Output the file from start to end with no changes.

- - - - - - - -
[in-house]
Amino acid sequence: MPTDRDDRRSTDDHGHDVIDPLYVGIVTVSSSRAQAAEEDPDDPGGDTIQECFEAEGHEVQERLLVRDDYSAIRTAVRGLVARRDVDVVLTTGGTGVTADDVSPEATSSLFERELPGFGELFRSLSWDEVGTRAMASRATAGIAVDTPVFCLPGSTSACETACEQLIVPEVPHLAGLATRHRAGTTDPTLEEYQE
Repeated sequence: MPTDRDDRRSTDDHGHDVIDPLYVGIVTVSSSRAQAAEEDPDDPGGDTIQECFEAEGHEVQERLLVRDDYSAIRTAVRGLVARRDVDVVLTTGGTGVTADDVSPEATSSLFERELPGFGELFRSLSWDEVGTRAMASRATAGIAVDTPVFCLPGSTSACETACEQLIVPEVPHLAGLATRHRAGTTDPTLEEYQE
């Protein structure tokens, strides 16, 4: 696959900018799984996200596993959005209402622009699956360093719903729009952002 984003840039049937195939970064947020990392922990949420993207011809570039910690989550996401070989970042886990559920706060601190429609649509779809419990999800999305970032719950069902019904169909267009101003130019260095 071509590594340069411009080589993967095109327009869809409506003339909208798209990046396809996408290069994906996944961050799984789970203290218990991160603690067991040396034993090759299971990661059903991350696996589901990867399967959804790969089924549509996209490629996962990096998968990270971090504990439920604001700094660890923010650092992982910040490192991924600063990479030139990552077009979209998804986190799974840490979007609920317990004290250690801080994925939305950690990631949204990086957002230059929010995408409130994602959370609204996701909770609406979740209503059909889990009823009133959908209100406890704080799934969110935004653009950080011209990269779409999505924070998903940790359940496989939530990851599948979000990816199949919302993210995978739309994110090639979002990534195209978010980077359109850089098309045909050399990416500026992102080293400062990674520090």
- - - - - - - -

[in-house]
Amino acid sequence: MPTDRDDRRSTDDHGHDVIDPLYVGIVTVSSSRAQAAEEDPDDPGGDTIQECFEAEGHEVQERLLVRDDYSAIRTAVRGLVARRDVDVVLTTGGTGVTADDVSPEATSSLFERELPGFGELFRSLSWDEVGTRAMASRATAGIAVDTPVFCLPGSTSACETACEQLIVPEVPHLAGLATRHRAGTTDPTLEEYQE
Repeated sequence: MPTDRDDRRSTDDHGHDVIDPLYVGIVTVSSSRAQAAEEDPDDPGGDTIQECFEAEGHEVQERLLVRDDYSAIRTAVRGLVARRDVDVVLTTGGTGVTADDVSPEATSSLFERELPGFGELFRSLSWDEVGTRAMASRATAGIAVDTPVFCLPGSTSACETACEQLIVPEVPHLAGLATRHRAGTTDPTLEEYQE
């Protein structure tokens, strides 16, 4: 696959900018799984996200596993959005209402622009699956360093719903729009952002 984003840039049937195939970064947020990392922990949420993207011809570039910690989550996401070989970042886990559920706060601190429609649509779809419990999800999305970032719950069902019904169909267009101003130019260095 071509590594340069411009080589993967095109327009869809409506003339909208798209990046396809996408290069994906996944961050799984789970203290218990991160603690067991040396034993090759299971990661059903991350696996589901990867399967959804790969089924549509996209490629996962990096998968990270971090504990439920604001700094660890923010650092992982910040490192991924600063990479030139990552077009979209998804986190799974840490979007609920317990004290250690801080994925939305950690990631949204990086957002230059929010995408409130994602959370609204996701909770609406979740209503059909889990009823009133959908209100406890704080799934969110935004653009950080011209990269779409999505924070998903940790359940496989939530990851599948979000990816199949919302993210995978739309994110090639979002990534195209978010980077359109850089098309045909050399990416500026992102080293400062990674520090």